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Development Trust unveils Cameronian Memorial Sculpture in Lanark

Cameronian Memorial Sculpture

Proud of their Regiment's recognition - members of the Cameronian Friends and Family Organisation

On Saturday 18th May 2019, Lanark Community Development Trust and the local community celebrated the unveiling of the Cameronian Memorial Sculpture at the entrance to the former Winston Barracks in Lanark.

Present at the ceremony were members of The Cameronians Friends and Family Association, the Argyll and Sutherland Highlanders, project funders, local councillors, representatives from a range of local organisations, Lanark Community Development Trust and the local community.

The memorial sculpture depicts the silhouettes of four soldiers in varying army uniform or formal dress, centered around the Cameronian ‘cap badge’ which features the historic Douglas Star, one of the oldest emblems in Scottish history - it is in fact a roundel, which is the wheel of a spur. The badge’s star is flanked by a garland of five Scottish thistles on either side.

The first phase of the project took place in November 2018, when ‘The Cameronian Roundabout’ naming ceremony took place as part of Lanark’s Remembrance Weekend events. The new memorial sculpture, along with the roundabout naming, forms a fitting tribute to the soldiers based at the Barracks and serves to highlight an important aspect of Lanark’s heritage as well as improving the visual aesthetics of one of Lanark’s main gateways for visitors.

In conjunction with the memorial sculpture, a booklet has been created including information on The Cameronians and their time in Lanark whilst based at the Winston Barracks. There will also be a public exhibition in The Tolbooth Heritage and Arts Centre in Lanark High Street. “The Burgh and the Barracks” exhibition will run from 18th May – 1st June 2019, and showcases a range of historic photographs and archive material relating to the regiment. Support has been received from Low Parks Museum in Hamilton, who hold Lanarkshire’s Cameronian Collection, plus Douglas Museum, as well as a number of individuals who have submitted stories and photographs of the regiment.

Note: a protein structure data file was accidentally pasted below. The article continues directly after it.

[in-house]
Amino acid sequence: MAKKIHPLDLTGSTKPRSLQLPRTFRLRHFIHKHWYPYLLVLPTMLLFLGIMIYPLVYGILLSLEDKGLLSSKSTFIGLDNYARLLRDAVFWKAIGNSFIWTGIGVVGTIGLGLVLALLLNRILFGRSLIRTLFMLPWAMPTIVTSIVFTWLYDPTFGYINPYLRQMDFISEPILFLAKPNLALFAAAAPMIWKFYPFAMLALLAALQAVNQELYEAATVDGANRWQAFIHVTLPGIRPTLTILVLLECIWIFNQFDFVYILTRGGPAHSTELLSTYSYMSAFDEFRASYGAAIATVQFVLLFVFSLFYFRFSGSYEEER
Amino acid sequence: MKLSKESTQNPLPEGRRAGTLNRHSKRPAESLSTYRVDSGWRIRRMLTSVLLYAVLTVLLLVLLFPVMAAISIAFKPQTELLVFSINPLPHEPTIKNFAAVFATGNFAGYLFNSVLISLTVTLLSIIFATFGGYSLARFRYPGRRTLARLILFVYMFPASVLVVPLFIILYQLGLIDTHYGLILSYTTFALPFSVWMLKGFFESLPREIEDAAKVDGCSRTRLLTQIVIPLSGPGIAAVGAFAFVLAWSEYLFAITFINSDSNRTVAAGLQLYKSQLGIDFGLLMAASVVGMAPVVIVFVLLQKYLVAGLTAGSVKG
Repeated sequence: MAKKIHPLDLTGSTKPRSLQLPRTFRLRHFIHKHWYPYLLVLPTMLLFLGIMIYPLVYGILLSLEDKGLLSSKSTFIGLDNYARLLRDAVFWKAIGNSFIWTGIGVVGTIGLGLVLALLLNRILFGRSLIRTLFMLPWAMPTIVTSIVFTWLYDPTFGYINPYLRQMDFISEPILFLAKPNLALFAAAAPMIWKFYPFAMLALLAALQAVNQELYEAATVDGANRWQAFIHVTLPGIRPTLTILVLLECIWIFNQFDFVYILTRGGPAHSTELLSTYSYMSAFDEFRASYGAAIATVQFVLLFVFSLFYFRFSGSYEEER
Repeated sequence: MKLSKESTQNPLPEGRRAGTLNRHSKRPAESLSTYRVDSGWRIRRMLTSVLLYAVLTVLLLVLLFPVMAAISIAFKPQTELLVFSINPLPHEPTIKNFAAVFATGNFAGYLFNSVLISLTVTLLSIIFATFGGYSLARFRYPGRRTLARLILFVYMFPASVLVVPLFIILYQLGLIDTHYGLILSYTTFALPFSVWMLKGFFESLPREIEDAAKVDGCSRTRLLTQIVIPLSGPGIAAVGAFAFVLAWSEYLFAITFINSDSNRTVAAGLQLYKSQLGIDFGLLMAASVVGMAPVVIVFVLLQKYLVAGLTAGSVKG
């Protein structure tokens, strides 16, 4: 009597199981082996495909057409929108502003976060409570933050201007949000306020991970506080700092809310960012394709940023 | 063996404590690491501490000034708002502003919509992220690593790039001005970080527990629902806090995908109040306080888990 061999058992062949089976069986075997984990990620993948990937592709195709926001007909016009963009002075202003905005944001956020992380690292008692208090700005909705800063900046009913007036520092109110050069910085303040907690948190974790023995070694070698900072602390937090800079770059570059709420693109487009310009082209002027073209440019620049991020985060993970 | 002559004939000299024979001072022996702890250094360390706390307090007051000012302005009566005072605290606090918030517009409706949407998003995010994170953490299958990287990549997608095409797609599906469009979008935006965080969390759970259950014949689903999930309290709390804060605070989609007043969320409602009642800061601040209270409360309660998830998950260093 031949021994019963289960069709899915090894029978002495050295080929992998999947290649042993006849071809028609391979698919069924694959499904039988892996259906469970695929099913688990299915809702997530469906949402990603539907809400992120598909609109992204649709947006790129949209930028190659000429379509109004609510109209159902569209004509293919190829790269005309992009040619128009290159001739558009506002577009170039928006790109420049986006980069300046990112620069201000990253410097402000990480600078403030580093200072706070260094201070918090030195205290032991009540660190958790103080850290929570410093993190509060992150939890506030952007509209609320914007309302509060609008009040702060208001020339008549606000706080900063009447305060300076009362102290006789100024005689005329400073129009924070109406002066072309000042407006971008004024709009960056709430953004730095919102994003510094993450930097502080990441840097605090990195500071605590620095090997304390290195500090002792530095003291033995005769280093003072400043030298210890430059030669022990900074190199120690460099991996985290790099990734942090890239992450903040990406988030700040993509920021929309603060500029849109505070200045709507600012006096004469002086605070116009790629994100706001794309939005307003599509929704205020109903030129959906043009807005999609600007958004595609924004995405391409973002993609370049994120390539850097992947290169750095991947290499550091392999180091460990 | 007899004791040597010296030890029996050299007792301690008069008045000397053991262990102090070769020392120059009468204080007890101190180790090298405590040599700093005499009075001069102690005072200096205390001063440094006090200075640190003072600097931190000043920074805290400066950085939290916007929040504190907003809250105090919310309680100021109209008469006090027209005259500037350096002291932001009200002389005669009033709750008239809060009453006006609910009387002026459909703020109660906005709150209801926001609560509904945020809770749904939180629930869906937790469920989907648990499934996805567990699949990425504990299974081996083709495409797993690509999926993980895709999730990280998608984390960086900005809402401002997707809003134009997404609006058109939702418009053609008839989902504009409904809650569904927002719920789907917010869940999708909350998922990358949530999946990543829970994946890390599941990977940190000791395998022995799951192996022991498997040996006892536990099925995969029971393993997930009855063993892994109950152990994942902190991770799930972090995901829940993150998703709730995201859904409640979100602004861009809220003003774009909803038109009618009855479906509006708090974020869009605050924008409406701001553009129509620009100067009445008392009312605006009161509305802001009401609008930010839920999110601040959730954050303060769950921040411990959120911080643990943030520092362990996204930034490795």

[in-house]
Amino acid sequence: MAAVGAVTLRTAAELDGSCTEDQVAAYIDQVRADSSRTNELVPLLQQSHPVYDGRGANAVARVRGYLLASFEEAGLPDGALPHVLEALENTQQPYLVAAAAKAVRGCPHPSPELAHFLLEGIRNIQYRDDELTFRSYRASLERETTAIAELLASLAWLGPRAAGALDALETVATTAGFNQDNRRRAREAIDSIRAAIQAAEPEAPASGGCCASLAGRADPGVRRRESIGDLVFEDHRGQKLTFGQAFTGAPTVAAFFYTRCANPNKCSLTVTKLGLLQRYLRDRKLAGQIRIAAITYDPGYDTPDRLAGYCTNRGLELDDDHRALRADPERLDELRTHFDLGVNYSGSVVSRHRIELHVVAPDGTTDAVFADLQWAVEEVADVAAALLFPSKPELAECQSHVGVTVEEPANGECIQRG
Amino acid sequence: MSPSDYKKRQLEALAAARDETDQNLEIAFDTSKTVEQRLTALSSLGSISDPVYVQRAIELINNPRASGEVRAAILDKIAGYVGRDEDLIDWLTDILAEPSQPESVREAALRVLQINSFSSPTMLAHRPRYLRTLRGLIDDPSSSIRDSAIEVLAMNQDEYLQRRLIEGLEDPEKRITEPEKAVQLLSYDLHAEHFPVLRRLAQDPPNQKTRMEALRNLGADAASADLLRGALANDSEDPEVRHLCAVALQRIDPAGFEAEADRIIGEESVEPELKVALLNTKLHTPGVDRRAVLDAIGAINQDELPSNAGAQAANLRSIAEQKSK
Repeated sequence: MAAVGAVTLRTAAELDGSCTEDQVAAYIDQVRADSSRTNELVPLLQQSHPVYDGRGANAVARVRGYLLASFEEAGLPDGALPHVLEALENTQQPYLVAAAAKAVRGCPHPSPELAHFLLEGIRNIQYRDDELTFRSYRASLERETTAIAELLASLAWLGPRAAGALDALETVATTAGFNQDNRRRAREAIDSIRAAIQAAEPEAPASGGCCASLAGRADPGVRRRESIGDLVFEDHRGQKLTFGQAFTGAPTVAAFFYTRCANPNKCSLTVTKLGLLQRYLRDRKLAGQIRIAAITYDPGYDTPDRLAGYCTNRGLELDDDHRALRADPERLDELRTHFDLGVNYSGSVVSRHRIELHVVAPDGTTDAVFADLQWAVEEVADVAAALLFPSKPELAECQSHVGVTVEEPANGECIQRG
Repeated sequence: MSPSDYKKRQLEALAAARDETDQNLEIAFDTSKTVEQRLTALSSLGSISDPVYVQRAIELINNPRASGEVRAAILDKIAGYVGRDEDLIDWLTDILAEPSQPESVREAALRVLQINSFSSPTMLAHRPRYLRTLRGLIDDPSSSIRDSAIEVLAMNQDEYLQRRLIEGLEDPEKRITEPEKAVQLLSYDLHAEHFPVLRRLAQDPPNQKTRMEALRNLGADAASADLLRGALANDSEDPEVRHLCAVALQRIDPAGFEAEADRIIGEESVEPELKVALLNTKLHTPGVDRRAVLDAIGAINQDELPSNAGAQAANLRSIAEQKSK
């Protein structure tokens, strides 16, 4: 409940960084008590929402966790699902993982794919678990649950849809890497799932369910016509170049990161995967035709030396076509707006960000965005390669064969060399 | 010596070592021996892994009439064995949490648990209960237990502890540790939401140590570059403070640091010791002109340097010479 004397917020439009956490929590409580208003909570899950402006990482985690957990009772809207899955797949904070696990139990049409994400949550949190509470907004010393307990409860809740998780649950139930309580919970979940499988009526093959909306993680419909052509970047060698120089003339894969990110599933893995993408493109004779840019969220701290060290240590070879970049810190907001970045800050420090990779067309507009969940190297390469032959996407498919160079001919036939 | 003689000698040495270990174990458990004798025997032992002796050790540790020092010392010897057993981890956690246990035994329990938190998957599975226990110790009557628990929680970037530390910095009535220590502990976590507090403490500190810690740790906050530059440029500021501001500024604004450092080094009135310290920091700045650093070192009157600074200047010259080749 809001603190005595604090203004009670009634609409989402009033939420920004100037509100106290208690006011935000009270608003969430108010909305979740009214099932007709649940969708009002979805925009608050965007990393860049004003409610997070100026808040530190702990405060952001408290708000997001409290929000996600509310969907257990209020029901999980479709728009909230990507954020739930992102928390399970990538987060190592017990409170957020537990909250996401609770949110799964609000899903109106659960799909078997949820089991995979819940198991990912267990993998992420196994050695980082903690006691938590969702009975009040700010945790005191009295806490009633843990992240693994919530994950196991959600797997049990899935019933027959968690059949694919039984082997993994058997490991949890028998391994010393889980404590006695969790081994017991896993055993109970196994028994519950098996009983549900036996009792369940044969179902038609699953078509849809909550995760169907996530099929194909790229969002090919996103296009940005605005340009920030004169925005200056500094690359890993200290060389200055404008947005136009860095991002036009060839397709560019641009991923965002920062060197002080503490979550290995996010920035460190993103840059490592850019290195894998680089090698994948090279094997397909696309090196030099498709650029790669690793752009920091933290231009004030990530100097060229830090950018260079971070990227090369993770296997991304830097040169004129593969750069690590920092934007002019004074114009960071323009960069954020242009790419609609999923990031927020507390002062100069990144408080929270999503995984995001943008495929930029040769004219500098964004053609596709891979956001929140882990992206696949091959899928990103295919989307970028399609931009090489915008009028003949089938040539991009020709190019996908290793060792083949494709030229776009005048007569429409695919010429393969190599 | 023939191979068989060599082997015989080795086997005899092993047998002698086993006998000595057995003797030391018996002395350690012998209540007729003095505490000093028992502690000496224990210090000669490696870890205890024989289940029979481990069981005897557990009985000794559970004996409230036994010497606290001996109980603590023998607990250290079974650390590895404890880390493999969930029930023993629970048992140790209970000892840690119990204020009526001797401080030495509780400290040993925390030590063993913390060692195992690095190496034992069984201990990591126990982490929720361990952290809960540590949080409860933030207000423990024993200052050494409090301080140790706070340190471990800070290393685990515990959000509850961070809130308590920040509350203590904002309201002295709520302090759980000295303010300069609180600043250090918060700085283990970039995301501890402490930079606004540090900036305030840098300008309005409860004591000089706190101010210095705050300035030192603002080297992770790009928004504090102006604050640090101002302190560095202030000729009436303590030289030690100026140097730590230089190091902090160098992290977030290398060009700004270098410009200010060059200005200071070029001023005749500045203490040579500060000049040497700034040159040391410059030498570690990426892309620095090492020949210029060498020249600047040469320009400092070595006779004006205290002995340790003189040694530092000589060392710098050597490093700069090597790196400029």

The project’s two major funders are the Renewable Energy Fund and the Border Biscuits Community Support Fund. The project has also received financial backing from Tunnocks, The Argyll and Sutherland Highlanders, members of The Cameronian Friends and Family Association, Lanark Rotary Club and Springfield Homes. Additional support was received from PLANterra, a local architectural firm, who assisted with the project drawings and planning permission submission for the sculpture. The sculpture was created by local blacksmiths, GM Fabrication.

Councillor Catherine McClymont, part of the Cameronian Memorial Project Team said “We are delighted to have finally unveiled the Cameronian memorial sculpture. It has been fascinating being involved in the project and learning more about the history of the regiment and their time in Lanark. The sculpture, along with the booklet and exhibition are ideal opportunities for local people and visitors to discover more about Lanark’s rich heritage”.

Although local men from Lanark & Clydesdale had always served in the Cameronians, it was not until 1947 that the Regiment once again had a direct connection with Lanark. In 1936, £150,000 was set aside for the construction of a new headquarters for the Scottish Rifles. Building began at Lanark in late 1939 and the newly named Winston Barracks were completed by 1941.

The Cameronians did not take up occupancy until after the war, because until that time the Barracks were used by a number of training units. When they finally arrived in 1947 the Town Council unanimously approved that the Regiment be awarded the Freedom of the Burgh.

For more information on the Cameronian Memorial project please visit www.lanarktrust.co.uk or keep up to date on the Development Trust’s Facebook page www.facebook.com/LanarkCDT

A copy of “The Burgh and the Barracks” information leaflet can be downloaded here.